Water crisis and the struggle for justice

Water is the foundation of life everywhere on Earth. While for many it comes in abundance, for many it cannot even supply their basic needs. The struggle for water is first and foremost a struggle for environmental democracy and justice.

The issues related to water are manyfold. Struggles against the privatisation of water, especially regarding urban water supplies, are fought all over the global South. In China, many river basins are partially so badly polluted that merely touching the water can be harmful to the skin. In many countries such as India, groundwater is depleting for example due to intensive cotton farming. Dam projects on Mekong River are threatening the livelihoods of millions of fishermen and the food security of tens of millions of people. As a result of land rush, agribusiness-related land grabbing, and the increasing number of pulpwood plantations, people are losing not only their lands but often their waters as well. Thus, this is not a question of land grabbing alone, but of water grabbing as well.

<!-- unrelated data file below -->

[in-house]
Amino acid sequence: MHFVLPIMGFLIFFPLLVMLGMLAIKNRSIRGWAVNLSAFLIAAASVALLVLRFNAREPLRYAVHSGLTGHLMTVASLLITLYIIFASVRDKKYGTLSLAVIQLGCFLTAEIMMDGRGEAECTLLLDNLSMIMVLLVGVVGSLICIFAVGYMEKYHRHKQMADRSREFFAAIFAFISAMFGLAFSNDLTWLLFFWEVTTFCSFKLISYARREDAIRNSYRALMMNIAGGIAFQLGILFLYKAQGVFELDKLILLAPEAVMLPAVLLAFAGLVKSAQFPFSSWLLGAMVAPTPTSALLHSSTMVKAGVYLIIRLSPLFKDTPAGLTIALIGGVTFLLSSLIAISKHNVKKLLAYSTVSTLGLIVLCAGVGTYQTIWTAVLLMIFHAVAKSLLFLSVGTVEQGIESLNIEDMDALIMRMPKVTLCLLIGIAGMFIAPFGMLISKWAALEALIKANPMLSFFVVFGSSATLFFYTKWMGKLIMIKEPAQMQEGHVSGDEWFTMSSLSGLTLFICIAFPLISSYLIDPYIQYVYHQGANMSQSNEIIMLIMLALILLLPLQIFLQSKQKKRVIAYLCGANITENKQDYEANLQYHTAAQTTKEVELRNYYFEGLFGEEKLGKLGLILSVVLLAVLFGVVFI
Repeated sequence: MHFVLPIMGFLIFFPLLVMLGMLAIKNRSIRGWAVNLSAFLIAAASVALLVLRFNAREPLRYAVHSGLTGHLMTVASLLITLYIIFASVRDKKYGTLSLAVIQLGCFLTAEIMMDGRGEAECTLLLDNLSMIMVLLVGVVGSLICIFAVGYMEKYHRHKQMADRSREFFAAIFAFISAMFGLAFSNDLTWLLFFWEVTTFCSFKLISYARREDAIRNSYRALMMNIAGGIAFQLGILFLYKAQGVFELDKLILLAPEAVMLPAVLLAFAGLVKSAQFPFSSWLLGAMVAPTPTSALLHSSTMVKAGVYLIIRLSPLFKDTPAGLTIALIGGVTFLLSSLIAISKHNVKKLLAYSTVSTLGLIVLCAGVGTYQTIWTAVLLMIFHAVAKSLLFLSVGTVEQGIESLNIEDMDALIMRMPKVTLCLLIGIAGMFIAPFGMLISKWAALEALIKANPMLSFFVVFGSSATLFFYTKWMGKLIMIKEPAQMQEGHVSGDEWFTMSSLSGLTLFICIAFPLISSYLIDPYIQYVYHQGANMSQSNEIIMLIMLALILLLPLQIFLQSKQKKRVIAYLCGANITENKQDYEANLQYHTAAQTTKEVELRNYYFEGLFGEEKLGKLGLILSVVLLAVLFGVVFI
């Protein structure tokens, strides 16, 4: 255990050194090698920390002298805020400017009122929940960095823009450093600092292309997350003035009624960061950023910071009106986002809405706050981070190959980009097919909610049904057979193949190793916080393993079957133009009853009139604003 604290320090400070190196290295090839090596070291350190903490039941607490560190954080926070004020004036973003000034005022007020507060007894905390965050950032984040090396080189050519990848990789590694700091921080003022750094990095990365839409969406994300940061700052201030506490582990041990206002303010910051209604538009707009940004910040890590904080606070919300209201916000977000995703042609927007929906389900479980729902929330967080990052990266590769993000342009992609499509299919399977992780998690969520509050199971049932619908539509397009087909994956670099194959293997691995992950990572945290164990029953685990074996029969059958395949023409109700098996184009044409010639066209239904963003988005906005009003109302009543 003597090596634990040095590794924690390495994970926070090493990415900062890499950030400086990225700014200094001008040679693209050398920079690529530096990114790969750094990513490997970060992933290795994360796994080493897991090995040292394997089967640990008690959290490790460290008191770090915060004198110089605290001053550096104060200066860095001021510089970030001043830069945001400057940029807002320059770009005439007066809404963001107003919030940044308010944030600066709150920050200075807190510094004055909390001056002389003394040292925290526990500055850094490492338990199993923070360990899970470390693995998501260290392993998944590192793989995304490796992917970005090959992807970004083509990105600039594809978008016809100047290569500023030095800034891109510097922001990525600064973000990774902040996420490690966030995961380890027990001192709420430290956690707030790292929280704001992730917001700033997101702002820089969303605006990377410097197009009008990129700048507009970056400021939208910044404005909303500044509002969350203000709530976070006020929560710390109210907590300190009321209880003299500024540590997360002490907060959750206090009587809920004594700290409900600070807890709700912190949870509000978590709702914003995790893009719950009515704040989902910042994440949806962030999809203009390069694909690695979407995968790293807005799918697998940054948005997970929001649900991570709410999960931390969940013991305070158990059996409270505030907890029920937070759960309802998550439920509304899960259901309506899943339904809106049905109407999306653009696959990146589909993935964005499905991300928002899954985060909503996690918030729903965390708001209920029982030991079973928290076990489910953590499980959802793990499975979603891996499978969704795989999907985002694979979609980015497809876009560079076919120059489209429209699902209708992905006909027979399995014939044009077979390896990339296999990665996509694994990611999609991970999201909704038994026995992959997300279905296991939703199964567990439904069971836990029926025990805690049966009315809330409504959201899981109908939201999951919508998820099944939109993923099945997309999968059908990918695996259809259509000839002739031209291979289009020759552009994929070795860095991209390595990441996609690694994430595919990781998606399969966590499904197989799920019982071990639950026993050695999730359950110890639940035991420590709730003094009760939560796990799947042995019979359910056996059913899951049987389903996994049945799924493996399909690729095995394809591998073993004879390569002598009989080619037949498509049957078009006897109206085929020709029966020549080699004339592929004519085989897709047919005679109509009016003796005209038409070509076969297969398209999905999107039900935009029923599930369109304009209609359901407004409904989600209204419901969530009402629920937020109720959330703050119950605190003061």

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48 hours and the perils of development in breathtaking Nepal


[Ruby van der Wekken] From 13th to 15th November I had the pleasure of spending 48 hours with Siemenpuu partner South Asian Dialogues on Ecological Democracy in Nepal (SADED-Nepal), before heading on to India for a visit with its older sister organisation, SADED India.